The celebrations begin this year on February 3. For one day, the only four known copies of Magna Carta will be brought together for the first time, at the British Library, where they will be seen by the 1, people who have won their tickets in a public ballot.
There will be plenty more Magna Carta pageantry during the rest of the year, including an exhibition, also at the British Library, a royal visit to Runnymede on the anniversary itself and many other smaller events in towns across the UK — Lincoln, Bury St Edmunds, Salisbury and more — who claim a historic connection with the Great Charter. But what exactly is Magna Carta? Why was it granted? Does it really speak to the principles of democracy, liberty and human rights with which it is so often associated?
And what is the purpose of the charter — if it has one — today? All of these questions are of critical importance as we celebrate eight centuries of Magna Carta, and look towards a ninth. Magna Carta was a failed peace treaty. It was produced during a civil war between John and a coalition of his barons, known by various titles, including The Army of God and The Northerners.
The issues between these two groups were many and various — which is why Magna Carta is 4, words long and is now usually divided into 63 clauses.
During the combined reigns of these first three Plantagenets, English government experienced deep changes. The power and wealth of the crown increased dramatically, particularly in relation to the power of the English barons. For many people this had been quite good. Royal justice was more available than at any time before.
It was easier to protect your land. By 12th-century standards, the realm had been peaceful, with only one major outbreak of civil war, in Until the Plantagenets ruled about a third of modern France, which meant that Henry II and Richard I were effectively absentees from their kingdom — so they tended not to interfere with baronial business. Not everyone, however, was happy.
The costs of defending a Plantagenet empire reaching from Scotland to the Pyrenees meant that English government was set up to extract money from the realm as efficiently as possible. This meant regular and high taxes. But the distinction showed how subject women were to men. Women took no oath of allegiance to the king because in theory they were always under the protection of a man — father, husband or lord.
In itself both John and his enemies would have been astonished had they known that the Charter would live on and be celebrated years hence. Especially as within a few months of its promulgation, Magna Carta seemed a dead letter. John had got the pope to quash it. The magnificent papal bull in which he did so is a star exhibit in the British Library exhibition.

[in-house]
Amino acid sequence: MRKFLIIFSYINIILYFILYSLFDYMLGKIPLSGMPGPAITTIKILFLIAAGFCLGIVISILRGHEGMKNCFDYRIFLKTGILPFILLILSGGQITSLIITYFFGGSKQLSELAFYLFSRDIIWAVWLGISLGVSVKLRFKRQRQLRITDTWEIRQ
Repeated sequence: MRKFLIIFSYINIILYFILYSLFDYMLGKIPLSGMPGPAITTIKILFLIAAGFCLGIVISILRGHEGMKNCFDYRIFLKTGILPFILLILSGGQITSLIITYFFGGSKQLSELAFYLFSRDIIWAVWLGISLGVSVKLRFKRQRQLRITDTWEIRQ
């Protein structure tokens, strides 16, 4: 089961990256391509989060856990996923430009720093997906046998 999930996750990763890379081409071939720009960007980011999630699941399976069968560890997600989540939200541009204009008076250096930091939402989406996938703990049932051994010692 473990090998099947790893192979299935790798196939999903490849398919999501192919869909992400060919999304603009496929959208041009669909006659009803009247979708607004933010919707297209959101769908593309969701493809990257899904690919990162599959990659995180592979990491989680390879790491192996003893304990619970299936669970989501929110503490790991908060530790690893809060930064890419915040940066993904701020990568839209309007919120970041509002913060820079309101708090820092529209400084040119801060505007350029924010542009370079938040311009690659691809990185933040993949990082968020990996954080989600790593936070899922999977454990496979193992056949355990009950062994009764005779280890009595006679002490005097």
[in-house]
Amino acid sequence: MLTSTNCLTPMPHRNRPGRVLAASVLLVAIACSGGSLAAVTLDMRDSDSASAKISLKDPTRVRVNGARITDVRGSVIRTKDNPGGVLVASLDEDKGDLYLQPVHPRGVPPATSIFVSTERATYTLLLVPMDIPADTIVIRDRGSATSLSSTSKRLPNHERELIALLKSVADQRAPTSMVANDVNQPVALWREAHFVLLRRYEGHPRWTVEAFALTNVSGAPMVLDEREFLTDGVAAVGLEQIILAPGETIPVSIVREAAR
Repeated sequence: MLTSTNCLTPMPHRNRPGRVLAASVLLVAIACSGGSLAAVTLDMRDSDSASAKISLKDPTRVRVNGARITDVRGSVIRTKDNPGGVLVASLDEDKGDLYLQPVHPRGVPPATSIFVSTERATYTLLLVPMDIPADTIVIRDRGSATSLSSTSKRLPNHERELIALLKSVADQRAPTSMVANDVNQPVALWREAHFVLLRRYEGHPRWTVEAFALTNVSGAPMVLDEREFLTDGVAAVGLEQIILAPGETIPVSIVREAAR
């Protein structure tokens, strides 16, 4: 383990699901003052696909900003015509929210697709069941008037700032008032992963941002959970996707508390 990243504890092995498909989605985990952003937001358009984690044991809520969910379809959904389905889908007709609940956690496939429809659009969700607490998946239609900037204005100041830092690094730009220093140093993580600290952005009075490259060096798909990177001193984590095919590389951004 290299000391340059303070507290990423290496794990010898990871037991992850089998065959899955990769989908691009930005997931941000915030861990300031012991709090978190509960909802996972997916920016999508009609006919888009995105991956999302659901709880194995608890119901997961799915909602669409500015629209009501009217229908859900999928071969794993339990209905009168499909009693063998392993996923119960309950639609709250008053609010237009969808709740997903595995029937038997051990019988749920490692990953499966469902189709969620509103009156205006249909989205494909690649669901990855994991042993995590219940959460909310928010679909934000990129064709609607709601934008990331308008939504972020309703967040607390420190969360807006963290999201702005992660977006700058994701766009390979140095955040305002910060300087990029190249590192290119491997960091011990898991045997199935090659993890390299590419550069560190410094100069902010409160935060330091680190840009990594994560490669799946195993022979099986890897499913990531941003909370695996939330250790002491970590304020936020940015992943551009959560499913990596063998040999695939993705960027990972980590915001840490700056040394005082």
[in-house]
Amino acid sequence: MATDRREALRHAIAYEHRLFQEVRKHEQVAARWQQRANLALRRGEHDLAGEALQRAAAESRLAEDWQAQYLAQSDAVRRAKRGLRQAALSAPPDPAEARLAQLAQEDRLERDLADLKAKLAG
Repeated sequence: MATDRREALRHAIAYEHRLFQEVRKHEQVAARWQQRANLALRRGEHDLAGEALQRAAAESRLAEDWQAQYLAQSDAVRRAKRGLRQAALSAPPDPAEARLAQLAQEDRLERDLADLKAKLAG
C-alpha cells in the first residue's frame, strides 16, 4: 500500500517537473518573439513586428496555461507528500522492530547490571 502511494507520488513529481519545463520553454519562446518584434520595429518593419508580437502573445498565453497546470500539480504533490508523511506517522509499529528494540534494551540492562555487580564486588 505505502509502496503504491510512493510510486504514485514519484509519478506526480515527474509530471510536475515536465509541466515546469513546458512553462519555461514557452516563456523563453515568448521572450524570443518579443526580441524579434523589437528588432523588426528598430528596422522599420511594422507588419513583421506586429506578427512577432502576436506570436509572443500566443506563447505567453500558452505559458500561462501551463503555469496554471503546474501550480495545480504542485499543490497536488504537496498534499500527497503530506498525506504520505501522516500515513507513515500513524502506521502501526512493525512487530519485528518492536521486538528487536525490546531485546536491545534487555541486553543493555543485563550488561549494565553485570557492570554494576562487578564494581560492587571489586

The barons, likewise abandoning the Charter, deposed John and elected another king in his place, none other than Prince Louis, the eldest son of the king of France. In order to win the war against Louis, and, having won the war, consolidate the peace, they issued new versions of the Charter. Then, in , in order to secure a great tax, they issued what became the final and definitive Magna Carta.
The name Magna Carta itself had only appeared in to distinguish the Great Charter from the smaller Charter dealing with the royal forest which Henry III issued alongside it. That, however, was fair enough for in its essence and in much of its detail the Charter of replicated that of In Magna Carta was an elitist document, yet by the end of the 13th century it had become known across society, and all sections of society, legitimately or not, were laying claim to its benefits. The originals issued between and , and subsequent confirmations, spawned numerous copies, thanks in large part to the activities of the church whose liberty was protected in chapter one.
Such was the thirst for knowledge of the Charter that many of the copies were of unofficial versions derived from drafts made at Runnymede. Already in itself the Charter had been translated from Latin into French, the vernacular language of the nobility. By the end of the 13th century the Charter was being proclaimed in English, the language of everyone else. The Charter seemed increasingly to have a universal application. It had established the base from which it would go around the world. Its appeal lay not in its precise details, but in its assertion of the rule of law.
Everything is of its own time, but only some ideas are taken up and spread.
When human rights are still trampled on in many parts of the world, what happened in a meadow by the Thames years ago retains its significance. Let us hope Magna Carta will still be celebrated years from now. Facebook Twitter Pinterest. Topics Essays.
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Order by newest oldest recommendations. Show 25 25 50 All. Whilst an uprising of this type was not unusual, unlike previous rebellions the barons did not have a clear successor in mind to claim the throne.
This significant moment, the first time a ruling monarch had been forcibly persuaded to renounce a great deal of his authority, took place at Runnymede, a meadow on the banks of the River Thames near Windsor on 15th June. For their part, the barons renewed their oaths of allegiance to the king on 19th June The formal document which was drafted by the Royal Chancery as a record of this agreement on 15th July was to become known retrospectively as the first version of the Magna Carta.
Whilst both the king and the barons had agreed to the Magna Carta as a means of reconciliation, there was still huge distrust on both sides.
The barons had really wanted to overthrow John and see a new monarch take the throne. For his part, John reneged on the most crucial section of the document, now known as Clause 61, as soon as the barons left London.